By Lindsay Pickral, ThompsonMcMullan, P.C.

As an estate planning and estate administration attorney, I often receive questions from clients who are concerned about the tax consequences of both passing assets to their intended heirs and inheriting assets at the death of a loved one.

Recent news stories may have made you aware of the “step-up in basis” and the current administration’s desire to eliminate or adjust it. If you are considering engaging in estate planning or may be inheriting assets, you should understand what the step-up in basis is and how it may affect you.

What Is the Step-Up in Basis?

Money received from the sale of inherited assets may or may not constitute taxable income to the heir(s) of the property; the answer depends on the heir’s “basis” in the property. Through a provision in federal tax law, certain assets benefit from a “step-up in basis,” which adjusts the asset’s basis from its value at the time the owner purchased it to its value at the time of the owner’s death. 

For example, imagine a homeowner dies, leaving his house to his children through a will. When his children inherit the property, the home’s cost basis changes. (The home’s “cost basis” is the amount the homeowner originally paid for the property.) The step-up in basis adjusts the home’s cost basis from its original purchase value to its fair market value on the date of death of the homeowner. In this instance, the home’s “fair market value” is the price the property would sell for on the open market, typically determined by an appraisal or through a real estate professional.

Suppose the homeowner originally purchased the home in 1988 for $100,000, and at the time of his death in 2018, the fair market value was $300,000. The stepped-up basis in 2018 was $300,000. If the children then sell the home in 2022 for $450,000, the resulting capital gain is $150,000, which is calculated by subtracting the stepped-up basis from the sales price. The effect is that the $200,000 capital gain between the original purchase of the home and the homeowner’s death is eliminated.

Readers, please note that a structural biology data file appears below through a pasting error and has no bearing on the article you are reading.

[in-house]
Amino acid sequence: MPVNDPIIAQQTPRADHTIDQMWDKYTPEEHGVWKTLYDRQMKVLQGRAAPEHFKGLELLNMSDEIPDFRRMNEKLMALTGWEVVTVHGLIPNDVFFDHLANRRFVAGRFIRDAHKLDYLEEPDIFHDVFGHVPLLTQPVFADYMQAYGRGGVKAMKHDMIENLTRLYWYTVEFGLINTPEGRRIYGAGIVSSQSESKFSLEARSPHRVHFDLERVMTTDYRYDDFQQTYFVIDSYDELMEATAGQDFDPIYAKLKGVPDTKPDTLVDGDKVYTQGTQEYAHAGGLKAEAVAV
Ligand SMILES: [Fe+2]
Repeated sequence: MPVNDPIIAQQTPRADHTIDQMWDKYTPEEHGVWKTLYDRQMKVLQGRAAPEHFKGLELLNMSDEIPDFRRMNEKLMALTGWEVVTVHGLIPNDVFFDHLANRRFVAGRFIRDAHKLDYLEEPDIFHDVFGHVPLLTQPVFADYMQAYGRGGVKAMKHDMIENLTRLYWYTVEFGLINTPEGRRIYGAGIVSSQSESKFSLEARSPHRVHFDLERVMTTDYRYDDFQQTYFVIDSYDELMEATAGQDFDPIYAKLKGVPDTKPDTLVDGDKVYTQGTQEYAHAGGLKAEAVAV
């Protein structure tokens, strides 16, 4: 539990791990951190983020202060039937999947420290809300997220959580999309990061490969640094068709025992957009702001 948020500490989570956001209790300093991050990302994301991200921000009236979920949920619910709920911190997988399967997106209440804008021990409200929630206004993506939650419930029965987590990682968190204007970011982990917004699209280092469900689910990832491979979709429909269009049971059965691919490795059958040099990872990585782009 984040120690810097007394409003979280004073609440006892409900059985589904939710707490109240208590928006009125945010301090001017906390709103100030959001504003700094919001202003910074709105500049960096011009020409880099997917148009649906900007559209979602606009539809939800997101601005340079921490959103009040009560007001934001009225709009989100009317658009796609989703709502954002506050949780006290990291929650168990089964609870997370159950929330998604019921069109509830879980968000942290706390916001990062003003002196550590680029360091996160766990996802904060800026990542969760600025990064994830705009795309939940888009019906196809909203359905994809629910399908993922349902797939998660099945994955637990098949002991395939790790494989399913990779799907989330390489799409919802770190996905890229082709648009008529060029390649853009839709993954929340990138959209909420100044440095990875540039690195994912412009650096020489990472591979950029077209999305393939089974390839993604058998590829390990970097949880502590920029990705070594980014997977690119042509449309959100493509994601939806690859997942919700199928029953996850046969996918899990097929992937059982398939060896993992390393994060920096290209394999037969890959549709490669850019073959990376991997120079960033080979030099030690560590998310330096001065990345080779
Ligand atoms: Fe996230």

Without the step-up in basis, the children who inherited the property would have had a considerably higher taxable gain after the sale, and, as a result, would likely have to pay more in capital gains tax.

It is important to note that tax consequences for capital gains are not assessed until the inherited asset is sold (for a profit).

Why Bequeath Assets Through a Will or Estate Plan?

Clients often ask whether there is a benefit to gifting assets to loved ones during their lifetime rather than at their death. From a tax perspective, the answer is usually no.

Assets transferred or gifted prior to the purchaser’s death do not receive a stepped-up basis and instead, the purchaser’s cost basis is used to determine capital gain. Capital gains tax is then calculated based on the difference between the original owner’s cost basis and the gift recipient’s eventual sales price (after considering any depreciation or other capital gains exclusions that may apply).

As a result, it’s often far more beneficial to pass assets to your loved ones at your death through your will or estate plan. This ensures the beneficiaries receive the step-up in basis and, typically, a much lower capital gains tax.

What Assets Receive a Step-Up in Basis upon a Person’s Death?

The step-up in basis can apply to many kinds of assets, including (but not limited to):